Egloff's story takes place in the living room and kitchen of Dora Hand's suburban Nebraska home. Dora's numerous affairs and several marriages have all failed, and she's settled for life as the mistress of her milkman, Kevin. When a swan crashes into her living room window, Dora takes the creature into her home and nurses it back to health. The bird (whom Dora has named Bill) recovers and gradually becomes a man who falls in love with Dora.
Kevin objects, naturally, and he and Dora engage in a series of relentless and unfunny (the show is billed as a comedy) exchanges about fidelity and desperation. Instead of talking about the fact that the naked guy on the sofa used to be a swan, the would-be lovebirds squawk about trite domestic dilemmas and eventually take action against the bird trapped in Dora's living room.
There's the problem with Egloff's story: It wants to be a fantasy (it is, after all, about a bird who turns into a man), but its dialogue and secondary situations are hardly fantastic. The story's dreamlike qualities and magical theme are forfeited in favor of nothing more interesting than discussion of Kevin's MasterCard bill and Dora's past romances. These repetitive rants take center stage, while our title character, who is suddenly blighted with opposable digits, looks on. There are plenty of points to be made about loss and infidelity, but Egloff never gets to them. Instead, we're treated to shaggy-dog stories by Dora about the men who've abandoned her (one of them killed himself the day after they wed) and tirades from Kevin about Bill.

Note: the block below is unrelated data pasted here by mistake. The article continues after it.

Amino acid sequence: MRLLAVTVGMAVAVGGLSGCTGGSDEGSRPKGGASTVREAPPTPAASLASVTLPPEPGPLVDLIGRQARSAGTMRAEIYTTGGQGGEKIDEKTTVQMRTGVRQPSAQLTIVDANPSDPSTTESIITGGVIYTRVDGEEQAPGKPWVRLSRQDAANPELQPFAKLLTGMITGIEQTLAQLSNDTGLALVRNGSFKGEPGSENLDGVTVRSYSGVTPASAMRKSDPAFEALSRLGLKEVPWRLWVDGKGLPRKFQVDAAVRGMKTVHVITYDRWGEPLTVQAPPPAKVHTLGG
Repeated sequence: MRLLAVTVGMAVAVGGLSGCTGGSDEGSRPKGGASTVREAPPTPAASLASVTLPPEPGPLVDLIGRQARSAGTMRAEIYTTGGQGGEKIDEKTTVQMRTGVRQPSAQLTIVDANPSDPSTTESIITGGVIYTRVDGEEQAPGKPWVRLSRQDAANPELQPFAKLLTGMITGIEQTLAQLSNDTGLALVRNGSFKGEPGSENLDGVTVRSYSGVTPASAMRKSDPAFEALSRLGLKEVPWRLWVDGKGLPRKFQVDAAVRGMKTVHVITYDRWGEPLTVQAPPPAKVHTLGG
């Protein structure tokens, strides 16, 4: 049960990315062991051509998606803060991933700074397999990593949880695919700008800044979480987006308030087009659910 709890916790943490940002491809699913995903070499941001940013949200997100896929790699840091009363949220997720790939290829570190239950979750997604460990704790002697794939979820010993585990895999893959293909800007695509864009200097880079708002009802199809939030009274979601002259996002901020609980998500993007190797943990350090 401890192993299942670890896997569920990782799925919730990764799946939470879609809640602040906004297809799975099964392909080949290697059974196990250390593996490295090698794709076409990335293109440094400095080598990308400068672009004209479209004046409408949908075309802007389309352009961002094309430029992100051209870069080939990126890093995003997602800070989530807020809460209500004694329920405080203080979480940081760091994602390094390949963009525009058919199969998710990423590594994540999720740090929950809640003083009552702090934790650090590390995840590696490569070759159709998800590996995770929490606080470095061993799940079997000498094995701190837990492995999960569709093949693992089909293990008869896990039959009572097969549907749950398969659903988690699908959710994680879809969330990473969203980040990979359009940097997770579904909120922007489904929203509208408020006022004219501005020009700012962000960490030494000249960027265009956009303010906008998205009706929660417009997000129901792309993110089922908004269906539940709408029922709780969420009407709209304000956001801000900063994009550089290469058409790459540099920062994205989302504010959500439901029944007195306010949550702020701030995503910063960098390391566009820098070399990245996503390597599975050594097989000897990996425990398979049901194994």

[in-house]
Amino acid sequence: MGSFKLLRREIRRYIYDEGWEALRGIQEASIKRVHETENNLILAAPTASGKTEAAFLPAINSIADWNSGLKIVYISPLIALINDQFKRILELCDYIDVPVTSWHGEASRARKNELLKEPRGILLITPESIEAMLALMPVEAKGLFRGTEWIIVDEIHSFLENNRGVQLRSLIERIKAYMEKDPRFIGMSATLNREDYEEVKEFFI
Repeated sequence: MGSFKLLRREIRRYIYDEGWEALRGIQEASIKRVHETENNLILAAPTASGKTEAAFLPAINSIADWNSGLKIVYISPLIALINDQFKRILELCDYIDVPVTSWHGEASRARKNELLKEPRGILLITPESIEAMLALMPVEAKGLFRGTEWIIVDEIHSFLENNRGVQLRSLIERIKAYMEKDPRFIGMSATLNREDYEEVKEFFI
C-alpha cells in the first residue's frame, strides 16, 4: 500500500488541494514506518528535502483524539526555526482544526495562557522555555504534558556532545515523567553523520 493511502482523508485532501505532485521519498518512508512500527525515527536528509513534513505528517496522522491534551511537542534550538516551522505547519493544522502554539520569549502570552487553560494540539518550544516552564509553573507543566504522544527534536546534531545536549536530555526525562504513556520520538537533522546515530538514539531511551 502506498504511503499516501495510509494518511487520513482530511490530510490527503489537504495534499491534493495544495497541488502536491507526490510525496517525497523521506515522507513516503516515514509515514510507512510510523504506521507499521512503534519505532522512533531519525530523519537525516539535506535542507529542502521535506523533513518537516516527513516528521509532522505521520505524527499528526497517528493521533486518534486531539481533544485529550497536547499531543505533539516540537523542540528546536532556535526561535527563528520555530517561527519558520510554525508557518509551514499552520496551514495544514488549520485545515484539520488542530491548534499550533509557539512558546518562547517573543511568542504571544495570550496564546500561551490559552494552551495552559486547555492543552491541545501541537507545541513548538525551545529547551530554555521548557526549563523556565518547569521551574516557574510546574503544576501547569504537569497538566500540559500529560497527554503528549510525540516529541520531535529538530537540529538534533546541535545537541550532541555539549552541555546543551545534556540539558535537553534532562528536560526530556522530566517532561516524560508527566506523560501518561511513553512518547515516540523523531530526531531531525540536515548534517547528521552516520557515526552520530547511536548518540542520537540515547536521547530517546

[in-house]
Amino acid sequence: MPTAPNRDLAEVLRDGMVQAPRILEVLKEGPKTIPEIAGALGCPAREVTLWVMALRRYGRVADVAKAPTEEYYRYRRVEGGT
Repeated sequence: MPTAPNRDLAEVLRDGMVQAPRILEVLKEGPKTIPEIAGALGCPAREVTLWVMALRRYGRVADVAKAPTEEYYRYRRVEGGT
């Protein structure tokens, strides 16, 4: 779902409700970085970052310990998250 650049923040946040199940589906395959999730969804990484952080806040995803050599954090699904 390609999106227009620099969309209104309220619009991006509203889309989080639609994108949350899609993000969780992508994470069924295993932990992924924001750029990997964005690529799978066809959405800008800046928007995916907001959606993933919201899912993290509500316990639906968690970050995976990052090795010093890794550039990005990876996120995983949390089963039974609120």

Egloff has drawn characters as dreary as the situations they live with. There's nothing endearing about Dora's makeshift attitude about life, nothing inspiring or amusing about her desperate pleas for attention. She's entirely unworthy of the love that Bill wants to lavish on her and so stupid that she chooses another loser over this mystical and interesting young fellow. There's no growth on Dora's part; she's the same desperate drudge at curtain and therefore remains enormously unaffecting and dull.
Egloff's humorless text is matched by limp performances from a pair of former soap opera actors. Although Dora is written as the only character fixed in reality, DeAnna Robbins plays her as deluded and wacky. As a result, her final scene -- a frantic, dramatic tantrum -- seems off-kilter and unconvincing. Mike Prindiville is a consistent actor, which is to say that whether playing a madman or a milquetoast, he is always the same. His glib delivery here is appropriate for crazy Kevin, but it isn't particularly fun to watch.
As the swan, Ken Matthews is amazing. His graceful, balletic movements evoke both the elegance of a big bird and the awkward movements one might expect from a swan who's suddenly become a man. He hops onto countertops, hisses in anger, honks with joy; yet never comes off as a dopey caricature of a dumb animal.
Bill's haltingly spoken love poems -- the only bits of Egloff's writing worth listening to -- are stirring, unexpected moments of pleasure in this longish one-act. It's worth sitting through the rest of the evening's 90 minutes -- filled to overflowing with inane dialogue and listless acting -- to witness Matthews' stirring performance in the title role.